The final total is likely to be smaller still, as key members of Otto may have sacrificed their shares on leaving Uber. Otto co-founder Claire Delaunay is now a vice president of engineering at Nvidia, while other engineers have departed for rival autonomous start-ups Zoox, Starsky, Argo and Scoot.

But what about the promise of Otto employees getting 20 percent of the profits from Uber’s future self-driving trucks? That agreement remains unclear but court filings suggest that it might also have been overstated.

While Uber was negotiating the acquisition in February 2016, Otto split itself into two companies. There was one called Ottomotto that Uber purchased, and one called Otto Trucking that it did not. Otto Trucking, which was originally named as a co-defendant in Waymo’s lawsuit, has provided trucking hardware or services to Uber, and it is this company that appears to have the profit sharing arrangement with Uber.

A heavily redacted draft contract for the acquisition references the trucking company’s profit sharing deal, and Nina Qi, a corporate development manager at Uber, talked about it during a deposition in June. “The Otto Trucking profit sharing pool is an aggregate number,” she said, “And Anthony [Levandowski]’s departure lowered the maximum amount that the team could earn in a collective.”

So firing Levandowski has saved Uber from yet another pay-out, even though any profits from its nascent self-driving trucking business could still be years away.

While Uber’s purchase of the startup seems to have earned Otto far less than was previously reported, it is unlikely that new CEO Dara Khosrowshahi considers it a bargain. The Waymo lawsuit stalled Uber’s development of self-driving technologies, drove away engineers, and continues to reveal a history of shady business practices. Even the cheapest buys can come at a high price.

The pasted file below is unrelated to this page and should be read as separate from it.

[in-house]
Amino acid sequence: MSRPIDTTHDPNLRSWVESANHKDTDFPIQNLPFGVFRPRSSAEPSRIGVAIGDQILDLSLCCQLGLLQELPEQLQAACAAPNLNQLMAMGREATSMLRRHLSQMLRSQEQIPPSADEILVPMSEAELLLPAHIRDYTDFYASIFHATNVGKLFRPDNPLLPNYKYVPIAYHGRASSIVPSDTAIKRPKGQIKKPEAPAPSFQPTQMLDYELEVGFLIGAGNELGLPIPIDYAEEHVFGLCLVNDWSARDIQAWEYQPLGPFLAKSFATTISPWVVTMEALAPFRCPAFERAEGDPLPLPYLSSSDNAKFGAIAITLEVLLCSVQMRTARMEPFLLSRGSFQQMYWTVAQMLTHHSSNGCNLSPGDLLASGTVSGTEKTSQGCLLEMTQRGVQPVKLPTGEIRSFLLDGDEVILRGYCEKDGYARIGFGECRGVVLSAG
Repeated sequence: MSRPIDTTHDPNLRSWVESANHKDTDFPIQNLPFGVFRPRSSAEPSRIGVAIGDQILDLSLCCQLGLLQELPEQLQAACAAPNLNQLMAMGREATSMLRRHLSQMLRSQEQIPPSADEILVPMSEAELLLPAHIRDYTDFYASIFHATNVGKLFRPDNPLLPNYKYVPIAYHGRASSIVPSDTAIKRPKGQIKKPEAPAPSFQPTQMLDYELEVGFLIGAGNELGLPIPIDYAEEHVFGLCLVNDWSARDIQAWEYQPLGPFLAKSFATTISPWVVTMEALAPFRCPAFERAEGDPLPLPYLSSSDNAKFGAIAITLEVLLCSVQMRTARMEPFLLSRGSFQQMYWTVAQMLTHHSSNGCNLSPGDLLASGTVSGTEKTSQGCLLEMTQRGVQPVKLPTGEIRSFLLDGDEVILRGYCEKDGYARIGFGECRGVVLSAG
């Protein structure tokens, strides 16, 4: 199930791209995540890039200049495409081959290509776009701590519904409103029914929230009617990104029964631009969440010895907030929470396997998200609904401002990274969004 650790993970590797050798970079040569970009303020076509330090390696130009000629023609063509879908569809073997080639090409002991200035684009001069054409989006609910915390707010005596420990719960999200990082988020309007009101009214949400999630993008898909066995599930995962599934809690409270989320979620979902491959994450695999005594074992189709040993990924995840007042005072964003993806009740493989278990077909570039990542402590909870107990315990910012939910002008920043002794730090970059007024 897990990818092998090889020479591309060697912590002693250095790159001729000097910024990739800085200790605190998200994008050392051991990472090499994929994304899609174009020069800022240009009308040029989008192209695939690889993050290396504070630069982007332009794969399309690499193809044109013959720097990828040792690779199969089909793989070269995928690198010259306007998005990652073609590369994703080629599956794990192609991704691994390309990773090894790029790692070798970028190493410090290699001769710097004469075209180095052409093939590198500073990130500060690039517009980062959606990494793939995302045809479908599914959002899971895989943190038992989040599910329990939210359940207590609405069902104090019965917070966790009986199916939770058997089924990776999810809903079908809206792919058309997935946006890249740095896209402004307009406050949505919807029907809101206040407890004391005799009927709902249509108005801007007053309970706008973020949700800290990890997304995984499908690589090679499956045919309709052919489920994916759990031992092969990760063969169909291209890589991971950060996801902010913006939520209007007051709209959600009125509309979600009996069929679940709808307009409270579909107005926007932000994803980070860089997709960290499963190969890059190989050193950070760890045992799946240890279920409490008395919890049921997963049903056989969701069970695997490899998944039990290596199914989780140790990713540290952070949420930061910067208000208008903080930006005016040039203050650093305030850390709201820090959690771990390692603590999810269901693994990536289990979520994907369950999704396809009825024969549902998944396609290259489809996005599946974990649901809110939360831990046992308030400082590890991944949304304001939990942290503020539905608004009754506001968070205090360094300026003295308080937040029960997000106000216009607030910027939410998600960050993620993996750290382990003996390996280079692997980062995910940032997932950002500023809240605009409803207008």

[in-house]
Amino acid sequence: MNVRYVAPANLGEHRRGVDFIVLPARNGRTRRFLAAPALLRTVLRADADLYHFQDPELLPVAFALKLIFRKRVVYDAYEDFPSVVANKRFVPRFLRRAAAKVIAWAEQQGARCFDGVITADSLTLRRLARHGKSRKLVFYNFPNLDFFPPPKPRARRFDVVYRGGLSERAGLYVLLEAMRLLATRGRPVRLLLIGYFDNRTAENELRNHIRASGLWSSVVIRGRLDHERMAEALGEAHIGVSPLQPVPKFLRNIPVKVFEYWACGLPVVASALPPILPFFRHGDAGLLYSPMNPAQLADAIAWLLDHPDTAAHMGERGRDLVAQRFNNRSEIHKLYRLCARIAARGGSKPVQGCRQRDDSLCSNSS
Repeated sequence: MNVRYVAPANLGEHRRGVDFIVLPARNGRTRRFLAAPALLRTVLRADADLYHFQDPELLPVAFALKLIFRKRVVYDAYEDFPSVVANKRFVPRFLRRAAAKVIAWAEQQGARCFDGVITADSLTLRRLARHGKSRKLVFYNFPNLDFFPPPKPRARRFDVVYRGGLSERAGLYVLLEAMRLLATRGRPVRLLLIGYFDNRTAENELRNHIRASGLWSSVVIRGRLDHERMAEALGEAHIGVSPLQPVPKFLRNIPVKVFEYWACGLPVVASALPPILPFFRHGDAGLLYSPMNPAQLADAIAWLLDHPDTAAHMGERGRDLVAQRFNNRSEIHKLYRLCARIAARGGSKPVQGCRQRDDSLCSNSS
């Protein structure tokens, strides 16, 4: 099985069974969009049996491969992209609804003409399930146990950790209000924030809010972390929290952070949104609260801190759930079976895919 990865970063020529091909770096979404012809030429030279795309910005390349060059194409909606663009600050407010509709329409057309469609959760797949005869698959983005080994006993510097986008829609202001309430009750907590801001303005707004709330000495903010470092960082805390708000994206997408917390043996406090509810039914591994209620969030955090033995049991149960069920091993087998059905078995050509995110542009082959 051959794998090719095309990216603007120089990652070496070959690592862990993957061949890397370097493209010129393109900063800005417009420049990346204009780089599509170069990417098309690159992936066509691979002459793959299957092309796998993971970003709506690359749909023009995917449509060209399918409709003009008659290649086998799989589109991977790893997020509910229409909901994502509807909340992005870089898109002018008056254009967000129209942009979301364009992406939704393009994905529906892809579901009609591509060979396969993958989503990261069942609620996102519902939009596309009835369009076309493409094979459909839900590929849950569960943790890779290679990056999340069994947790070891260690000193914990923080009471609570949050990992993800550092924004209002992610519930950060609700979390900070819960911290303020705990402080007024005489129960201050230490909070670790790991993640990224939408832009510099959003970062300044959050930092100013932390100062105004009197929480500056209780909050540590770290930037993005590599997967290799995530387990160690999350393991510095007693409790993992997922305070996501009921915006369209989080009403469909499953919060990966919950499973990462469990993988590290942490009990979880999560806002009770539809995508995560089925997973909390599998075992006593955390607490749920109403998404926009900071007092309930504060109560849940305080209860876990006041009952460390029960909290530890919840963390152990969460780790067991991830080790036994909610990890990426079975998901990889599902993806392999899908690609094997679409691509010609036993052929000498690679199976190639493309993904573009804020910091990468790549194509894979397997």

A slow-motion compiliation of black-and-white images depicting a tennis player. The compilation was produced by TetraVue's flash lidar.

TetraVue Says Its Lidar Will Dominate the Robocar Business

Standard automotive lidars scan objects with moving laser beams, but flash lidar illuminates the entire scene in an instant in order to take a snapshot. This method combines a camera’s high-resolution imaging with a lidar’s range finding, but so far it has been prohibitively expensive.

Now comes TetraVue, of Vista, Calif., with a system that it says can make the lidar’s 2D video feed as high-res as a regular camera’s and at the same time cheap enough to be the preeminent component in the sensor suite of tomorrow's self-driving cars. It uses a pulsed gallium arsenide diode laser as its flash and gauges the distance from each pixel in an array to the object it is imaging. In other words, it turns the 2D image into a 3D one.

Flash lidar has been around for a while, particularly in military applications, where nobody counts the cost. What TetraVue says it brings to the table is a new way of measuring the distance to objects.

“We put an optical encoder between the lens and the image sensor, and it puts a time stamp on photons as they come in, so we can extract range information,” says Hal Zarem, chief executive of TetraVue.

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Hyperloop tubes are displayed during the first test of the propulsion system at the Hyperloop One Test and Safety site on May 11, 2016 in North Las Vegas, Nevada.

Now There's Even a Hyperloop Think Tank

The Hyperloop became a thing some four years ago when Elon Musk first talked about whisking passenger-carrying pods through evacuated tubes at near-sonic speeds. It has since followed the natural progression from notion to concept to idea…to think tank.